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Published on: 2016-06-10 11:27:00
A question I’m often asked about fostering is quite a controversial one and I’m always careful how I answer. It usually leads to a debate and as I try to explain to people, there is no right or wrong answer. The question is: Which is better – fostering with a Local Authority (LA) or with an Independent Foster Agency (IFA)?
I have experience with both; I first started fostering with a LA and when I moved completely out of the area, I met the LA near me and based on two meetings and several telephone conversations, I decided to look at IFA’s. My experience with the LA in the north was positive and I had an excellent relationship with my social worker and the Safeguarding Team. Looking back, I didn’t really know what support was out there and if I had a problem, I just assumed I was expected to resolve it myself. In short, I didn’t have a lot of interaction with my social worker but when I did it usually went well. I fostered Graham from the age of 13 to the day of his 16th birthday and I often wonder what more I could have done to help him stay past his own predetermined deadline. It wasn’t a surprise, Graham informed me from the very start that it wasn't us but as soon as he was legally able to leave, he would. It saddened me as he ended up in minor trouble with the law along with his older sister and ended up sleeping rough for a while.
With these years of experience behind me, I approached one of the local authorities near me in my new town and whilst I wasn’t disappointed, I decided to investigate IFA. Where to start? I had very little information and only Google to help, so I found a list of agencies and contacted them in order of their Ofsted ranking. The first one I looked at was Nexus Fostering and I approached them as they had an Outstanding rating and from my first ‘phone call to their enquiry team, I was made to feel welcome. I wasn’t coming to fostering without any experience so although I had a list of questions I wanted answers to, they were more about Nexus than fostering generally. Every question I asked was given careful thought and I was never made to feel rushed or pushed into making an appointment.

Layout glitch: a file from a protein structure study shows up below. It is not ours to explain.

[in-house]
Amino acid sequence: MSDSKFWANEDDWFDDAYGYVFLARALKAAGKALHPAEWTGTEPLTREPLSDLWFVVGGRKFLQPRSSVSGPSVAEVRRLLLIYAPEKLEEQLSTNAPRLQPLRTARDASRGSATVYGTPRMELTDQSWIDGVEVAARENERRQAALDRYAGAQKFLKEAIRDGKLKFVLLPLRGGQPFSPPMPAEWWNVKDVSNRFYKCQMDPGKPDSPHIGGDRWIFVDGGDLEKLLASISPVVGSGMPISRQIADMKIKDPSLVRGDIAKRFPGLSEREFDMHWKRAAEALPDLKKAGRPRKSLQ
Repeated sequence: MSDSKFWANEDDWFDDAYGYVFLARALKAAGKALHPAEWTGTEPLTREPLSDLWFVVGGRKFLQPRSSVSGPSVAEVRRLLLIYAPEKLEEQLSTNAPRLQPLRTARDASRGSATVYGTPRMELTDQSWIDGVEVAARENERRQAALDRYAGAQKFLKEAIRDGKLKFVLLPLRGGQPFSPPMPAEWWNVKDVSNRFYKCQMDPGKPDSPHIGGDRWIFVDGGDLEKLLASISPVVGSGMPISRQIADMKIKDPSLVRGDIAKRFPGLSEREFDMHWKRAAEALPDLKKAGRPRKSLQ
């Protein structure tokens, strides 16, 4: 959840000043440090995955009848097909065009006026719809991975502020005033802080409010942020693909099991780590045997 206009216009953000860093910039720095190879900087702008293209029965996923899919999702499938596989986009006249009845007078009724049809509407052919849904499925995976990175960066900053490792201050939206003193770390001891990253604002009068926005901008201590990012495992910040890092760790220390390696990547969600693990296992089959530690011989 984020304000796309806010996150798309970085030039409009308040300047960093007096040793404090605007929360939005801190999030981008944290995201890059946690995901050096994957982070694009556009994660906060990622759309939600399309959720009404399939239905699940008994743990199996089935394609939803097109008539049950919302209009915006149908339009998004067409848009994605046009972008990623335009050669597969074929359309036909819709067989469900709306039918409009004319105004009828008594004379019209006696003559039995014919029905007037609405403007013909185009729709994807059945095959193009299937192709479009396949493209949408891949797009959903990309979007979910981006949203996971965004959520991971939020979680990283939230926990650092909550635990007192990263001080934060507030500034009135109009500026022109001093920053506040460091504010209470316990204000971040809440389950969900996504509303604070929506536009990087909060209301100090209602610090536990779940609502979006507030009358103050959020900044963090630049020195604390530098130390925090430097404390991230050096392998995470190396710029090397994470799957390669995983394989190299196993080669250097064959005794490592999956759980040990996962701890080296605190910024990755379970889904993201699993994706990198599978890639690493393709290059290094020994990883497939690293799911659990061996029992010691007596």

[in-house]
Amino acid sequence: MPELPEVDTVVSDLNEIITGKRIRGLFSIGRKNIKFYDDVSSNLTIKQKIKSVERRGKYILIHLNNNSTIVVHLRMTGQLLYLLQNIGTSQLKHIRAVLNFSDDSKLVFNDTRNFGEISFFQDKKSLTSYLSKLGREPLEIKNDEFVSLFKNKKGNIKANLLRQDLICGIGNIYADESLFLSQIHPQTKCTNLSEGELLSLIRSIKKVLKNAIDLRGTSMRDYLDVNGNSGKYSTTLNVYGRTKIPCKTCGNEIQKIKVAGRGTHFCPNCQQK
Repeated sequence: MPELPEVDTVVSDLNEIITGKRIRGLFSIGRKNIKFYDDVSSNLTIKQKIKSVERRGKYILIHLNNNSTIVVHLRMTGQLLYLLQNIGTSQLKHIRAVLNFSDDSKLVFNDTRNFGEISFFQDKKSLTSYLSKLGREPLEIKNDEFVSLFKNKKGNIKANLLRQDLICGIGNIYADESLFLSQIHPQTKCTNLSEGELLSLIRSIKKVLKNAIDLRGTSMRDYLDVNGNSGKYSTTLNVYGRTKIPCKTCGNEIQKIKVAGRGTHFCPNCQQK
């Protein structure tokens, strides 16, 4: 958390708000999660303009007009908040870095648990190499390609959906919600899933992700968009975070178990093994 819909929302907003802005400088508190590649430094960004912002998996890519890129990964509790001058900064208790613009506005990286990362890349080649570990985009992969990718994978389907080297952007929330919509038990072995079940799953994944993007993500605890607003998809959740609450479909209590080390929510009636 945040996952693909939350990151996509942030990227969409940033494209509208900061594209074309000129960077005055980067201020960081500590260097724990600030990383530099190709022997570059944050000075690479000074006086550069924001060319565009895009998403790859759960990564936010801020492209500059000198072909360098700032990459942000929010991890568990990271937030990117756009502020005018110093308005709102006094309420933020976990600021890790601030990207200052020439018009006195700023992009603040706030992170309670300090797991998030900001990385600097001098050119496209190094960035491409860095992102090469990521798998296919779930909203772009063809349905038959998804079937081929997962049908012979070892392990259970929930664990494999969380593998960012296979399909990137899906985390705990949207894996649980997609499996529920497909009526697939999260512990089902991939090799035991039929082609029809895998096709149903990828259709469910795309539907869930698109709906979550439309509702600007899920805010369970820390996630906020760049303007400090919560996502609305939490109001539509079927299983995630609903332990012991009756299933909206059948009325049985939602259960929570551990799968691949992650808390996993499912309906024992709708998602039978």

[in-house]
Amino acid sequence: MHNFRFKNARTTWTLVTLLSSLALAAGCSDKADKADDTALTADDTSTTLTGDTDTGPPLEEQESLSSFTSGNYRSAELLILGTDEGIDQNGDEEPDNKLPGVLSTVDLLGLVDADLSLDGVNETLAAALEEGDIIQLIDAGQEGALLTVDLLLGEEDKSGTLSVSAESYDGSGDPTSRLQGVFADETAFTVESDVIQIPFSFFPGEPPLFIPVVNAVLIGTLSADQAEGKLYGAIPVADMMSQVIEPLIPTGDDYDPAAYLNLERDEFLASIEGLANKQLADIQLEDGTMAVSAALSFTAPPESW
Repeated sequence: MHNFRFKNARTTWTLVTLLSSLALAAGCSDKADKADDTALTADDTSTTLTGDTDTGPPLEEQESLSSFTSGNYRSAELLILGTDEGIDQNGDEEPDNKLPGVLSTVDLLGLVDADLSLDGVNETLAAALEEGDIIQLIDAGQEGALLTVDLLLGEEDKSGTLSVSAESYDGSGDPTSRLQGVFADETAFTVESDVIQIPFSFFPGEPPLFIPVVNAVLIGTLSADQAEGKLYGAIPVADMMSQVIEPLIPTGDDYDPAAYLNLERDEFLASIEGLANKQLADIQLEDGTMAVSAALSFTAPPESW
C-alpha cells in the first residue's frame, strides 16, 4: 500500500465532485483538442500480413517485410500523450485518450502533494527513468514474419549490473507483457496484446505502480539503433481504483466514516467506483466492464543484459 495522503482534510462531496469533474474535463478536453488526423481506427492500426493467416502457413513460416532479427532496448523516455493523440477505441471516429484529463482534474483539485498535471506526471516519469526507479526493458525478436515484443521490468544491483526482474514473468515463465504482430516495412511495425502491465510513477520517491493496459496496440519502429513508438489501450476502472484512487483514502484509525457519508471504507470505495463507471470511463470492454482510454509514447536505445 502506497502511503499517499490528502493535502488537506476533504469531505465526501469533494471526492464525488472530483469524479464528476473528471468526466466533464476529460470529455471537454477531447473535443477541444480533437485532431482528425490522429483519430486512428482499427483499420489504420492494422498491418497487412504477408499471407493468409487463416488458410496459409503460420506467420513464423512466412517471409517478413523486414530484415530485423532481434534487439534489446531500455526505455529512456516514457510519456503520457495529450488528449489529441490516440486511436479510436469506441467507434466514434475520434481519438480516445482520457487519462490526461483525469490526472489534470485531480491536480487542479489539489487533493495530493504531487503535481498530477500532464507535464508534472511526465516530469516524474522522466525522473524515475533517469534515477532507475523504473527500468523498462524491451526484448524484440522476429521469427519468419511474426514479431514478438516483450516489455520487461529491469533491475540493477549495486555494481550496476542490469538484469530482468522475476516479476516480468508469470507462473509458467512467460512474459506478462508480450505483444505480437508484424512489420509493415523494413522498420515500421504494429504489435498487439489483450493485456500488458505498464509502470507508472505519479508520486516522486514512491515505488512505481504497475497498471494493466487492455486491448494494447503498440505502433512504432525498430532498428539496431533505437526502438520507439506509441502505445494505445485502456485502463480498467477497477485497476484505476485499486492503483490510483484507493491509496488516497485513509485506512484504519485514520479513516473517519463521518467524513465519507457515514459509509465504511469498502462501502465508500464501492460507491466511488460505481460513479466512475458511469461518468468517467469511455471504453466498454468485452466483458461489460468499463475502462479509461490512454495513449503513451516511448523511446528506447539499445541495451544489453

I went through the application procedure, the mandatory (and in my view totally invaluable) Skills to Foster course, the compulsory interview and assessment process, completed the Form F alongside my assigned social worker, sat before panel and was officially a foster carer along with Hubby with an IFA. It was lovely to be a foster carer again, however, it wasn’t until I signed up for courses provided by Nexus that I started to see some major differences. I was offered and attended courses on all sorts of subjects provided by independent trainers and started to meet other foster carers in a support group. This had never happened with my previous LA so having a network of other carers on hand to ask questions and share best practices was a new experience.
My first placement with Nexus was Michael, a lovely young person, who had a variety of medical conditions leaving him with mental health issues and some low level physical disabilities. Michael was full of life and was always happy and whilst I knew I wouldn’t have him for long as he was moving to a foster carer nearer to the special school he went to, he was also prone to mood swings and temper tantrums. He was a large young man and being with him was emotional and physically tiring. He was also prone to behaving in a socially inappropriate sexual manner when in public so my guard was always up to well-meaning but often offensive members of the public.
My social worker, Rosie, visited me every two weeks without fail and I have no idea how I would have coped without that support. Although she was there to offer advice about his education, medication and other concerns that came up occasionally, she mainly just listened to me let off steam or to put our heads together to find a way to get Michael to eat something else besides Dairylea Triangles and chicken nuggets. Over the years, we’ve had a number of children but the one thing that has never changed is the support we receive, along with training by industry approved trainers.
Other things to consider are why the local authority have approached an agency to foster a child as opposed to finding a carer within their own bank of foster carers. It could simple be that they have no vacancies and no local authority carer is available or it could be that the child or young person in question is considered ‘difficult to place’. Being difficult to place immediately raises alarm bells but in my experience the children that have come to me with that label have been no different to any other child I have looked after. M, our 14 year old had this label when she came to us and she is nothing more than a typical teenager; prone to occasionally slamming a door and refusing to do homework. Other children with this label have disabilities which may daunt some people but again, with the appropriate support and training, looking after a disabled child soon becomes second nature.
So, to answer the question, in MY experience, I prefer fostering with an IFA. I am a member of a monitored online fostering forum which offers foster carers support from each other and a place where we can share experiences and problems as well as seek advice. It offers membership to LA and IFA carers and this question comes up a lot. There are foster carers with 30+ years’ experience who swear by their LA and the support and training they are given and vice versa for IFA foster.
Whenever I’m asked, I am always honest and recommend Nexus not only for the support, training and Outstanding Ofsted rating but for the comradeship, feeling and being treated as a professional by everyone in the agency, including higher management and the ability to have a voice that is heard.